Glendening Feels the Heat on School Reform

March 06, 1995|By TIM BAKER

When Parris N. Glendening was running for governor, he promised to make education one of his top three priorities. But his first budget cut the funds for the state's universities and colleges. Now he's beginning to make decisions about elementary and secondary education. Is he committed to educational reform and excellence?

Maybe it's too soon to tell. But the early signals aren't encouraging. Why, for example, didn't he reappoint Robert C. Embry Jr. to the State Board of Education?

For the last six years, Mr. Embry has led a state board that has dramatically changed the direction of Maryland's schools. Innovative new programs have raised academic standards, tested student achievement, assessed school performance, imposed accountability and promoted reform.

Attendance has improved, and the drop-out rate has declined. The number of students passing the demanding new statewide achievement tests has gone up. The number of high school graduates who meet the University of Maryland's entrance requirements has risen, too.

Mr. Embry hardly did all this by himself. The credit belongs to the full board, the State Department of Education, local school boards and thousands of dedicated principals and teachers. But Mr. Embry has been the leader. Many of the ideas were his. He's pushed, prodded and scolded to promote them. Eventually, they might have been implemented without him, but they wouldn't have been as comprehensive or as rigorous.

More than anything else, Mr. Embry has insisted on top standards, objective measurements and uncompromising + accountability. The new statewide student-achievement tests were so demanding that at first not a single school earned a satisfactory rating.

None of this has won him popularity with school administrators and teachers unions. Accountability irritates them, and the test results have embarrassed them. The Maryland State Teachers Association complained during last year's political campaign. Mr. Glendening listened and courted. The teachers endorsed and supported. Did he dump Mr. Embry at their insistence?

The governor has certainly been responsive to the teachers union. For example, it has long wanted to take teacher certification and recertification matters away from the State Board of Education and give them to something called the Professional Standards and Teacher Education Board. Why? Because the teachers can control that body -- 22 of its 25 members are either nominees or representatives of the teachers unions and other professional education groups.

The certification bill is now before the state legislature. The governor is backing it over the unanimous and heated opposition of the state board. Why? Wouldn't it be better for questions of teacher competence to be determined by the independent and objective State Board of Education rather than by one the teachers can influence?

Maybe there's some other explanation for these early moves. Isn't a governor entitled to appoint his own people? Of course he is, and Mr. Embry isn't one of them. But then again neither is Walter Sondheim Jr., Governor Glendening's last-minute pick to replace him.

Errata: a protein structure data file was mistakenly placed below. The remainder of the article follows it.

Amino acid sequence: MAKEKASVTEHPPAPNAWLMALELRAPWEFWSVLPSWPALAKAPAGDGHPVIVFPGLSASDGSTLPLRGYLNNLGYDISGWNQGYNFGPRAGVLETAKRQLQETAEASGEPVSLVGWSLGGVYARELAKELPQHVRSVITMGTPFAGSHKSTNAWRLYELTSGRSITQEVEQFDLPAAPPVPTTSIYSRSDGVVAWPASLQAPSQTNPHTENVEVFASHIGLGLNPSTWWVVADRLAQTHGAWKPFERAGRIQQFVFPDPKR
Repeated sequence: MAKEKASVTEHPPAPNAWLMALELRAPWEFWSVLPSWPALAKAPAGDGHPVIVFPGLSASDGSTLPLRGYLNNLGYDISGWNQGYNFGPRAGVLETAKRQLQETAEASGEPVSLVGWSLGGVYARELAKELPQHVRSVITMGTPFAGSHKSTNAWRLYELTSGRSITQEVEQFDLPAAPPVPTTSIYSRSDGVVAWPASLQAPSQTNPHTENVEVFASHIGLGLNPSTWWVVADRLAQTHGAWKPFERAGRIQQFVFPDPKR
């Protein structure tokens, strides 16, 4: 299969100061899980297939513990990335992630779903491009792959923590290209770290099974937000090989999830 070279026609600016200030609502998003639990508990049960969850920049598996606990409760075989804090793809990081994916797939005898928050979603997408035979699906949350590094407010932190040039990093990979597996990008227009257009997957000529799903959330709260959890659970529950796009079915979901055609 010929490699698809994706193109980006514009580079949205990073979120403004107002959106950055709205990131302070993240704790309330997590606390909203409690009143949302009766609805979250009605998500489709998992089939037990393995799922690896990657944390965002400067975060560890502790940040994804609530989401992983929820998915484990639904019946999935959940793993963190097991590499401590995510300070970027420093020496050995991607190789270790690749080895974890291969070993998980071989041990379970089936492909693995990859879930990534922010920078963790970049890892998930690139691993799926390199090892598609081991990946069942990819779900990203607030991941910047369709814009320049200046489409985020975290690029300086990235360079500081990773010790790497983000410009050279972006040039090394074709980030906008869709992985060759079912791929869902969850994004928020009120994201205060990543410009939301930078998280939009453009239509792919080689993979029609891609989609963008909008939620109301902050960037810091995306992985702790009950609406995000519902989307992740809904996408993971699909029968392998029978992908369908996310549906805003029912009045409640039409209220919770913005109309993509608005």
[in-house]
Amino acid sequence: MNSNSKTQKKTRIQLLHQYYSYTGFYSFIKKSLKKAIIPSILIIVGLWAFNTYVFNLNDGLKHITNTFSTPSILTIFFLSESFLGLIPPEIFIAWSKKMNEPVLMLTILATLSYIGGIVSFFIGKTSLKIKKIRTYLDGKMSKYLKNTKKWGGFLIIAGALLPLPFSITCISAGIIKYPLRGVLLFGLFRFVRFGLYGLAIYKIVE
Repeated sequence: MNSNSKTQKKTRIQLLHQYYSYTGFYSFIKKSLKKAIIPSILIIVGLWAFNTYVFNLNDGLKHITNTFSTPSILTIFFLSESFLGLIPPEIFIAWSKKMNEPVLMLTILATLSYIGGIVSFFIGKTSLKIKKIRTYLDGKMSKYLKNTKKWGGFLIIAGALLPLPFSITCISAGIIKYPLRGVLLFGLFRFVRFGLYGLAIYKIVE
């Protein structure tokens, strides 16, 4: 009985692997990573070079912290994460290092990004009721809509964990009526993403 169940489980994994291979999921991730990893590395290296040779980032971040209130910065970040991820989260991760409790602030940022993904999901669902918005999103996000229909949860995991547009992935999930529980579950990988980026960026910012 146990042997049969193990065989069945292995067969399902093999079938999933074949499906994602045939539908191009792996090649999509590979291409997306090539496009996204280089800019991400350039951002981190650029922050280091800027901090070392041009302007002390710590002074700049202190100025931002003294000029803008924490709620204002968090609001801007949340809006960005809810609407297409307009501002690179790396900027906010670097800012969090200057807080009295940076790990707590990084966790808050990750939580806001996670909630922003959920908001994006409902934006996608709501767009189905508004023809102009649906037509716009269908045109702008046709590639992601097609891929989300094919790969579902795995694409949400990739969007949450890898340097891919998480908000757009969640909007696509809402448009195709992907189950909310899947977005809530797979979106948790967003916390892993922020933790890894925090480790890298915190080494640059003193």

Isn't a governor entitled to appoint people who will follow his own policies? Yes. But Mr. Sondheim represents no change in direction. He headed the commission that first proposed stricter standards for state schools, and he's been a strong supporter of Mr. Embry's ideas. So he'll continue the same policies and programs. But if there's not going to be any change in direction, why didn't the governor reappoint Mr. Embry himself?

Because Mr. Embry has made enemies? Good. That's probably inevitable if you try to impose high standards and rigorous accountability on public education's politically powerful constituencies. If Governor Glendening is afraid to offend those groups, then we'll inevitably see a slow and steady decline in the vigor and effectiveness of state educational reform.

Let's watch. Will the governor support Nancy Grasmick, the state superintendent of schools? It's hard to imagine a better one. Baltimore public-school graduate, teacher, school administrator, secretary of juvenile services. Bright. Professional. Courageous. Hard-working. Absolutely dedicated to the best interests of school children.

Ms. Grasmick has some tough fights ahead. Will the proposed statewide achievement tests for high school students enforce the same high standards that have characterized the 3rd-, 5th- and 8th-grade tests? Will the School Performance Assessment Program be continued? Will the state step in and ''reconstitute'' schools that consistently fail to live up to minimum requirements?

These programs have aroused controversy. Poor assessments embarrass school administrators and teachers who aren't used to being graded themselves. School reconstitutions make mayors and school boards look bad in front of voters. All of them complain. A governor has to take the heat. Will Mr. Glendening? Will he support these programs and the people who are trying to implement them?

He said he would -- during his campaign. But he said a lot of things when he was running for office. He made a lot of promises. Too many of them were made to political interest groups. Now some of those promises are coming back to haunt him. They create political problems. But as governor he must honor an overriding educational commitment -- to preserve and promote the progress that has finally begun in Maryland's public schools.

Tim Baker is a lawyer who writes from Columbia.

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